Midlothian is a historic county, registration county, lieutenancy area and one of 32 council areas of Scotland used for local government. Midlothian lies in the east-central Lowlands, bordering the City of Edinburgh, East Lothian and the Scottish Borders.

<span class="mw-page-title-main">Porteous Riots</span> Riot in Edinburgh, Scotland in 1736

The Porteous Riots surrounded the activities of Captain John Porteous, Captain of the City Guard of Edinburgh, Scotland, who was lynched by a mob for his part in the killing of innocent civilians while ordering the men under his command to quell a disturbance during a public hanging in the Grassmarket, Edinburgh in April 1736. Although the rioters were generally supportive of the convicted smugglers, Porteous seems to have been a somewhat overbearing official, despised by the mob and the underclasses of Edinburgh society.

Captain John Porteous, was a Scottish soldier and Captain of the Edinburgh City or Town Guard.

Heart of Midlothian may refer to:

<i>Rob Roy</i> (novel) 1817 novel by Walter Scott

Rob Roy (1817) is a historical novel by Walter Scott, one of the Waverley novels. It is probably set in 1715, the year of the first Jacobite uprising, and the social and economic background to that event are an important element in the novel, though it is not treated directly. The depiction of Rob Roy bears little relation to the historical figure: 'there are two Rob Roys. One lived and breathed. The other is a good story, a lively tale set in the past. Both may be accepted as "valid", but they serve different needs and interests.'

<i>The Bride of Lammermoor</i> 1819 novel by Walter Scott

The Bride of Lammermoor is a historical novel by Sir Walter Scott, published in 1819, one of the Waverley novels. The novel is set in the Lammermuir Hills of south-east Scotland, shortly before the Act of Union of 1707, or shortly after the Act. It tells of a tragic love affair between young Lucy Ashton and her family's enemy Edgar Ravenswood. Scott indicated the plot was based on an actual incident. The Bride of Lammermoor and A Legend of Montrose were published together anonymously as the third of Scott's Tales of My Landlord series. The story is the basis for Donizetti's 1835 opera Lucia di Lammermoor.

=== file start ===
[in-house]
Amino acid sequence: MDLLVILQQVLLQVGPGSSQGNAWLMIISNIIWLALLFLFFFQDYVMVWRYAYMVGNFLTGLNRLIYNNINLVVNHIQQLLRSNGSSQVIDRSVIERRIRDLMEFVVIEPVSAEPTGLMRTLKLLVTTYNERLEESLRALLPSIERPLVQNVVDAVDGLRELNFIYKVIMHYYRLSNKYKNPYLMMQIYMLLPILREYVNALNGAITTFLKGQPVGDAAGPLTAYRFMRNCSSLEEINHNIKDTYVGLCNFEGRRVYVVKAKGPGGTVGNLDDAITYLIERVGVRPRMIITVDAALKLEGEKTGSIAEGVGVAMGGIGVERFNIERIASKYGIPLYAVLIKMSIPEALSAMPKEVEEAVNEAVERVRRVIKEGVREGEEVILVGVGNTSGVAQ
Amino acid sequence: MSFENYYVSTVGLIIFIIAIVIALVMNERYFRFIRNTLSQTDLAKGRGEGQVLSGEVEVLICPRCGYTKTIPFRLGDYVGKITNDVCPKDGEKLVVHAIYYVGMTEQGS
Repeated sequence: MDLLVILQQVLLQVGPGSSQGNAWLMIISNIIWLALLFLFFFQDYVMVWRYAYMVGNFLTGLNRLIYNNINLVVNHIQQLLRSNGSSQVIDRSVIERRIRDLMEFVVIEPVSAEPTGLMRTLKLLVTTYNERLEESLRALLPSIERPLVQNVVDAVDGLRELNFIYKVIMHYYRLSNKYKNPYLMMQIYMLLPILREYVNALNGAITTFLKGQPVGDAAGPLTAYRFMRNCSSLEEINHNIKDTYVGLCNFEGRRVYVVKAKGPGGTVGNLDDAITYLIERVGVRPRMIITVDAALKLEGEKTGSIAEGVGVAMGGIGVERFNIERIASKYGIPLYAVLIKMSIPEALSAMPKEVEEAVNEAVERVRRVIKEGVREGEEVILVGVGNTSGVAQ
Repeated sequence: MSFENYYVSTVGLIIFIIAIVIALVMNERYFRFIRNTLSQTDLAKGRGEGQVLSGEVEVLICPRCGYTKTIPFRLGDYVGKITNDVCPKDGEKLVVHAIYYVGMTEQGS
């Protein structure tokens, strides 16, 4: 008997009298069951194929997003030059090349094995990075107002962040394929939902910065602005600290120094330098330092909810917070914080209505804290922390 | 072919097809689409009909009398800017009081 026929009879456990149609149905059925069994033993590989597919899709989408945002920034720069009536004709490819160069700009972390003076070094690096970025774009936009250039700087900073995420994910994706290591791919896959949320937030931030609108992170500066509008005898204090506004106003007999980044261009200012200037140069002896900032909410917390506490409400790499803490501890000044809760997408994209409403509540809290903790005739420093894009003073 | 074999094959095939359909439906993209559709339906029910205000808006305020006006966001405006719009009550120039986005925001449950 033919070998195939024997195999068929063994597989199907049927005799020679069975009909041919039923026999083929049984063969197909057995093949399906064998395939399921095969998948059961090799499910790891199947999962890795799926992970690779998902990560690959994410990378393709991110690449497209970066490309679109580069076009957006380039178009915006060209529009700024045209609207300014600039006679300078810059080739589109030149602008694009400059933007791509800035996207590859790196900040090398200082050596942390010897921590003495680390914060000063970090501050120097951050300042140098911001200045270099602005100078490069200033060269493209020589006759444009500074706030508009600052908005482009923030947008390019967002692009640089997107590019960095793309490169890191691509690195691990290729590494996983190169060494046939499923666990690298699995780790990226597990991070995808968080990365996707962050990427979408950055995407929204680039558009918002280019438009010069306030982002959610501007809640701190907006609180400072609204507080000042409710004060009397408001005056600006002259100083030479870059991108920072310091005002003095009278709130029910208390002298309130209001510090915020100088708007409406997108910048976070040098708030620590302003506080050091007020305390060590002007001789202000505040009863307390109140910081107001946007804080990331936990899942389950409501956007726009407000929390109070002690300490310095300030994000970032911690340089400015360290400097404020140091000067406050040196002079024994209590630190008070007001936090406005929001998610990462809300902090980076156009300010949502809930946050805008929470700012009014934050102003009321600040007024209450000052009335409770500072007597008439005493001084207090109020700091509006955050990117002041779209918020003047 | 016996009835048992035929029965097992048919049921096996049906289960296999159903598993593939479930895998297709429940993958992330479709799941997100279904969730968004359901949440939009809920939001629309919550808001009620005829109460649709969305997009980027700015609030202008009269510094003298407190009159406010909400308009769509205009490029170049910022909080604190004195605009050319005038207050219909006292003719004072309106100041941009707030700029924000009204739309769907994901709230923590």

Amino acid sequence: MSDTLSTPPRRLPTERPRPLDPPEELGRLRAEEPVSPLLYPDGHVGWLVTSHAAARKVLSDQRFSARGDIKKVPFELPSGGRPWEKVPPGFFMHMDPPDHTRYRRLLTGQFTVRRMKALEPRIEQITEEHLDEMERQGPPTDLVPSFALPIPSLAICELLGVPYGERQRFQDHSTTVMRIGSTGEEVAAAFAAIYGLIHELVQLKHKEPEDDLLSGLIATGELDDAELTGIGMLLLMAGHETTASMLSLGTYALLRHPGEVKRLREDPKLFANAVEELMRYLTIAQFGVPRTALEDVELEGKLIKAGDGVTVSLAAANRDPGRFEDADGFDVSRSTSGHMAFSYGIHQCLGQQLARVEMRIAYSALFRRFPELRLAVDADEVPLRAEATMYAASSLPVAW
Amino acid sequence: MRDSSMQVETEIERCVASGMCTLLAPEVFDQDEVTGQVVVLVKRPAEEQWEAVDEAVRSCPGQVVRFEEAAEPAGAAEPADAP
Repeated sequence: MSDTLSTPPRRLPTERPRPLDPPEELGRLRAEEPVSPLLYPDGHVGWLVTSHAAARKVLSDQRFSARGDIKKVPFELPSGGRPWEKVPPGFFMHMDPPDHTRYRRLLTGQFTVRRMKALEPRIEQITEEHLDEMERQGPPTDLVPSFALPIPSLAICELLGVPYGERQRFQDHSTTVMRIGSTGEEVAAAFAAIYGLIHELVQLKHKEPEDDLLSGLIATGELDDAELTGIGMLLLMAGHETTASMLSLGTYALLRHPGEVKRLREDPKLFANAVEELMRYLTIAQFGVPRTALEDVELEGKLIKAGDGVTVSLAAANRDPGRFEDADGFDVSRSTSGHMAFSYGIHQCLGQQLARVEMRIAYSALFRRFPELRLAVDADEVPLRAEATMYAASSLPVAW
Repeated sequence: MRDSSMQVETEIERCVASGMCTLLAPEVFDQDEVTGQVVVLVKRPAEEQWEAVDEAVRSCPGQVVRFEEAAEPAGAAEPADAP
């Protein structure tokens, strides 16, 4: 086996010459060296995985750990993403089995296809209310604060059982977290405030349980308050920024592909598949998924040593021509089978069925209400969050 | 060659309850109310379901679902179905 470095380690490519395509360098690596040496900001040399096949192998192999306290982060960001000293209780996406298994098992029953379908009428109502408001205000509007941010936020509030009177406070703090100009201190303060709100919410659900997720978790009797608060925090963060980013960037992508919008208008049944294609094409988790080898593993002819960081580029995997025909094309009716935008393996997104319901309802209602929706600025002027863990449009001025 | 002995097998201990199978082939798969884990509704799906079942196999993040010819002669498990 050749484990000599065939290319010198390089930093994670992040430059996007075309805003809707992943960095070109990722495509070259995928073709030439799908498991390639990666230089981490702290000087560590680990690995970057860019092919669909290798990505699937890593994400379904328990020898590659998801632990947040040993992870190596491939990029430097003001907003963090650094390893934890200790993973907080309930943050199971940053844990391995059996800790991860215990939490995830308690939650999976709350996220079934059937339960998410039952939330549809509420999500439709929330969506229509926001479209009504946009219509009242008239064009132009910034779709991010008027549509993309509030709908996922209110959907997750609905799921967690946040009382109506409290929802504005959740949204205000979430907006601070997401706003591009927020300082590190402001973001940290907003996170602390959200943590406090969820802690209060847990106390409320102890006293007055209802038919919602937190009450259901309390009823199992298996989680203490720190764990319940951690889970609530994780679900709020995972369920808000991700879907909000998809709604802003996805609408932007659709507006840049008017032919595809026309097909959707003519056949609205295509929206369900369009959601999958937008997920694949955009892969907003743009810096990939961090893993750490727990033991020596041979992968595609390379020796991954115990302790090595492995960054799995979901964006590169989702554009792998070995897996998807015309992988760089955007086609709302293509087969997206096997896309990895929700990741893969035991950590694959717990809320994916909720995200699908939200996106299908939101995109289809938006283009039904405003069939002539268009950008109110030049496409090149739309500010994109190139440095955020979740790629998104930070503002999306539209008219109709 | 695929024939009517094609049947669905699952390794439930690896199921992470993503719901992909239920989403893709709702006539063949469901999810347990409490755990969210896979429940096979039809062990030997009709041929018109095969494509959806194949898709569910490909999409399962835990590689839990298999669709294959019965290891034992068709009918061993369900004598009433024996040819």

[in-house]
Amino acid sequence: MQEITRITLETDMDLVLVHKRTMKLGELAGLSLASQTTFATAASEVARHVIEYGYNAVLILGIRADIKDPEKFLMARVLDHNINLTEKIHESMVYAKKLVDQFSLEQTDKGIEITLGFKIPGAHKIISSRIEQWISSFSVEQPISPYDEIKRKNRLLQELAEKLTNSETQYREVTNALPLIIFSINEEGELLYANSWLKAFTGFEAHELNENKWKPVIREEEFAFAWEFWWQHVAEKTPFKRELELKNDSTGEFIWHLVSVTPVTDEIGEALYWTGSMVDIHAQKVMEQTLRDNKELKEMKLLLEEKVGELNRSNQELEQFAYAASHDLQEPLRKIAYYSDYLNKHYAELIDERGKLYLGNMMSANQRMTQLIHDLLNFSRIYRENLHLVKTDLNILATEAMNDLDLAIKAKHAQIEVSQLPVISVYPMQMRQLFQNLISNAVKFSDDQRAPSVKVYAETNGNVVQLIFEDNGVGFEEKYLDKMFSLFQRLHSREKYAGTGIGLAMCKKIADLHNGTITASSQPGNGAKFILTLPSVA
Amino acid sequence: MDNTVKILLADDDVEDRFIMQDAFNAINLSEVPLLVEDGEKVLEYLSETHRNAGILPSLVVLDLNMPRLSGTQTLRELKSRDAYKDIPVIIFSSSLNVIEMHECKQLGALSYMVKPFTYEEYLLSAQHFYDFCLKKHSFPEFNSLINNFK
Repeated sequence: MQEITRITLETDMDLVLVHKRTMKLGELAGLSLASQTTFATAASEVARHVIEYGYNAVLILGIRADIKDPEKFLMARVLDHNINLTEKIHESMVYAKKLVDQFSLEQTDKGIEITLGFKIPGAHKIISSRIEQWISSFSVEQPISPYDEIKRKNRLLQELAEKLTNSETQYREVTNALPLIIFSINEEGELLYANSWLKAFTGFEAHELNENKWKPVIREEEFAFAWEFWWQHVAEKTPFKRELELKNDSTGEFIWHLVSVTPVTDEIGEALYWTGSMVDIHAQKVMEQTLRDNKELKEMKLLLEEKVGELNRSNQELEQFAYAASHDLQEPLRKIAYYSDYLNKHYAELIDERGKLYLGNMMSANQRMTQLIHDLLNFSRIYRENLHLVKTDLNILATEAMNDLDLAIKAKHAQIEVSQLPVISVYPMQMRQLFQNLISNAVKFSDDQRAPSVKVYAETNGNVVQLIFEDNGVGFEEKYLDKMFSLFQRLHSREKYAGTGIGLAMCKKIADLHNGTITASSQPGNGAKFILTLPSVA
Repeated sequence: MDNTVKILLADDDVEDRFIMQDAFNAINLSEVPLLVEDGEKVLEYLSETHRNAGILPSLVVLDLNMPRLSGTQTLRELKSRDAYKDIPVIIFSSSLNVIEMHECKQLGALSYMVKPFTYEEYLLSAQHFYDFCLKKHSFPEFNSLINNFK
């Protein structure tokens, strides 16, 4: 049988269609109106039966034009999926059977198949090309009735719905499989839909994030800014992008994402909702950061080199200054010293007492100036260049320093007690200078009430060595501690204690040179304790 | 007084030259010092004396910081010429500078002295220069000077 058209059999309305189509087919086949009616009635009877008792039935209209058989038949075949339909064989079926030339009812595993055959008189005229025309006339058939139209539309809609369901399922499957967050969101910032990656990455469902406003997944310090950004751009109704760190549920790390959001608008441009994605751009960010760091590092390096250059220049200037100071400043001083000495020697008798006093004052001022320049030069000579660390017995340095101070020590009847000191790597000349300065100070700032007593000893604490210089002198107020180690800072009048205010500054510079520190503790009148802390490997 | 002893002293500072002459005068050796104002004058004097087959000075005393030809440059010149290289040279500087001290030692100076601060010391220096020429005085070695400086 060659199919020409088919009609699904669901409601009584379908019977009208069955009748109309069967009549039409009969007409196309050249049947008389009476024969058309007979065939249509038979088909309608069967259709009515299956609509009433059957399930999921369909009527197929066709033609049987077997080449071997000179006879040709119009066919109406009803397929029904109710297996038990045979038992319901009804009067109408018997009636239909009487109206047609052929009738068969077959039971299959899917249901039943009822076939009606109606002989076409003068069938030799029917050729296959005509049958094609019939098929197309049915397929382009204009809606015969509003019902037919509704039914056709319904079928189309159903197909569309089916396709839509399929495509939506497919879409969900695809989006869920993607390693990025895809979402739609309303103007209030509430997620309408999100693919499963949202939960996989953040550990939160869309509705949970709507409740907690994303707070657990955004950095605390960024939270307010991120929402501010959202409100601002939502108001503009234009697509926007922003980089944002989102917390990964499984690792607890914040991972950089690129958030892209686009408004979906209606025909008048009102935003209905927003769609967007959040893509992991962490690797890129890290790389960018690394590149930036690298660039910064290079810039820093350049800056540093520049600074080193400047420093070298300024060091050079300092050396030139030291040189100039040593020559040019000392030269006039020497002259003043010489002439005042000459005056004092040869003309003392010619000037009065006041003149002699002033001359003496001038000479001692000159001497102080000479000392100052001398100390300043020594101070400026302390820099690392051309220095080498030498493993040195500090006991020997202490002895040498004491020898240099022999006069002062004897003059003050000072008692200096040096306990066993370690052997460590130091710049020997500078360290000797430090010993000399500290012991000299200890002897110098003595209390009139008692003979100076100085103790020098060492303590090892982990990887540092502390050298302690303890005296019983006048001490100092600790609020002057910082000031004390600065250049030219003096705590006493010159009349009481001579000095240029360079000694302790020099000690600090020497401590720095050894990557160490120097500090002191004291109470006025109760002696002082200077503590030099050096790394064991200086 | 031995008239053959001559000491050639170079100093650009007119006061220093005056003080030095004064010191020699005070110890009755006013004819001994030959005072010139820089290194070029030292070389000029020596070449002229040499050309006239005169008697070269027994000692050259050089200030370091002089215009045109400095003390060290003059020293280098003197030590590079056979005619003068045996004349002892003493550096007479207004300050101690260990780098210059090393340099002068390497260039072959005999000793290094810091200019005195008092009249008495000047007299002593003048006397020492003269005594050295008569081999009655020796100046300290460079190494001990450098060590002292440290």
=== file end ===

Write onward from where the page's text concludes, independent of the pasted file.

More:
<i>Guy Mannering</i> Novel by Walter Scott

Guy Mannering; or, The Astrologer is the second of the Waverley novels by Walter Scott, published anonymously in 1815. According to an introduction that Scott wrote in 1829, he had originally intended to write a story of the supernatural, but changed his mind soon after starting. The book was a huge success, the first edition selling out on the first day of publication.

<span class="mw-page-title-main">City of Edinburgh Council</span> Local government body in Scotland

The City of Edinburgh Council is the local government authority for the city of Edinburgh, capital of Scotland. With a population of 518,500 in mid-2019, it is the second most populous local authority area in Scotland.

<span class="mw-page-title-main">Old Tolbooth, Edinburgh</span> Former municipal building in Edinburgh, Scotland

The Old Tolbooth was an important municipal building in the city of Edinburgh, Scotland for more than 400 years. The medieval structure, which was located at the northwest corner of St Giles' Cathedral and was attached to the west end of the Luckenbooths on the High Street in the Old Town, was first established in the 14th century by royal charter. Over the years it served a variety of purposes such as housing the Burgh Council, early meetings of the Parliament of Scotland and the Court of Session. The Tolbooth was also the burgh's main jail where, in addition to incarceration, physical punishment and torture were routinely conducted. From 1785 public executions were carried out. In 1817 the buildings, which had been rebuilt and renovated several times, were demolished.